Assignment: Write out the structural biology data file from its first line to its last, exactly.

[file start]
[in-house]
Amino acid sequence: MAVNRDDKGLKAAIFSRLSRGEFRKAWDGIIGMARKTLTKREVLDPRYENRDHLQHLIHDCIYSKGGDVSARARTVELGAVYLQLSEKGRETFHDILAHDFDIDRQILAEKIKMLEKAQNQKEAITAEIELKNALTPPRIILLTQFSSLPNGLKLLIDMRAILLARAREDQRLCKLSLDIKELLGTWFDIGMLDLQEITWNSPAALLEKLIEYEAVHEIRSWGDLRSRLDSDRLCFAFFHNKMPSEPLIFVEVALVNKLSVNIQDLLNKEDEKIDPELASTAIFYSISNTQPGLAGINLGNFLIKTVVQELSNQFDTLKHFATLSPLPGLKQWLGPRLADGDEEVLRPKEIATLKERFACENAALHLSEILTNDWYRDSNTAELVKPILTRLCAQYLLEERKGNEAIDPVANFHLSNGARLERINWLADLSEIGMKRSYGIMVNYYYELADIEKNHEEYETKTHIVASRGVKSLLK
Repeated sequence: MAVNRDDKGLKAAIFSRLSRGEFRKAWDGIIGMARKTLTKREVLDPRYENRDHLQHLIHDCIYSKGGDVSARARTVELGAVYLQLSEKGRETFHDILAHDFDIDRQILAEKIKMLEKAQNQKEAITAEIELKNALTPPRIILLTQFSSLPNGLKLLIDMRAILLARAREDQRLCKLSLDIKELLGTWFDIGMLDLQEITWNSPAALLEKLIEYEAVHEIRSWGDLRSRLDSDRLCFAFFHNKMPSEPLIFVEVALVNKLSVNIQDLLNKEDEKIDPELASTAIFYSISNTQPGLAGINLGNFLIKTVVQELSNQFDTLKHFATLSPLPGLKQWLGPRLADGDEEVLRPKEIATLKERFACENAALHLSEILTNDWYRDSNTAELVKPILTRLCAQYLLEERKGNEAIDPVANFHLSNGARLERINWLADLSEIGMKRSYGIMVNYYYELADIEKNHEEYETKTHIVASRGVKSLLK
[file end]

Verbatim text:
[in-house]
Amino acid sequence: MAVNRDDKGLKAAIFSRLSRGEFRKAWDGIIGMARKTLTKREVLDPRYENRDHLQHLIHDCIYSKGGDVSARARTVELGAVYLQLSEKGRETFHDILAHDFDIDRQILAEKIKMLEKAQNQKEAITAEIELKNALTPPRIILLTQFSSLPNGLKLLIDMRAILLARAREDQRLCKLSLDIKELLGTWFDIGMLDLQEITWNSPAALLEKLIEYEAVHEIRSWGDLRSRLDSDRLCFAFFHNKMPSEPLIFVEVALVNKLSVNIQDLLNKEDEKIDPELASTAIFYSISNTQPGLAGINLGNFLIKTVVQELSNQFDTLKHFATLSPLPGLKQWLGPRLADGDEEVLRPKEIATLKERFACENAALHLSEILTNDWYRDSNTAELVKPILTRLCAQYLLEERKGNEAIDPVANFHLSNGARLERINWLADLSEIGMKRSYGIMVNYYYELADIEKNHEEYETKTHIVASRGVKSLLK
Repeated sequence: MAVNRDDKGLKAAIFSRLSRGEFRKAWDGIIGMARKTLTKREVLDPRYENRDHLQHLIHDCIYSKGGDVSARARTVELGAVYLQLSEKGRETFHDILAHDFDIDRQILAEKIKMLEKAQNQKEAITAEIELKNALTPPRIILLTQFSSLPNGLKLLIDMRAILLARAREDQRLCKLSLDIKELLGTWFDIGMLDLQEITWNSPAALLEKLIEYEAVHEIRSWGDLRSRLDSDRLCFAFFHNKMPSEPLIFVEVALVNKLSVNIQDLLNKEDEKIDPELASTAIFYSISNTQPGLAGINLGNFLIKTVVQELSNQFDTLKHFATLSPLPGLKQWLGPRLADGDEEVLRPKEIATLKERFACENAALHLSEILTNDWYRDSNTAELVKPILTRLCAQYLLEERKGNEAIDPVANFHLSNGARLERINWLADLSEIGMKRSYGIMVNYYYELADIEKNHEEYETKTHIVASRGVKSLLK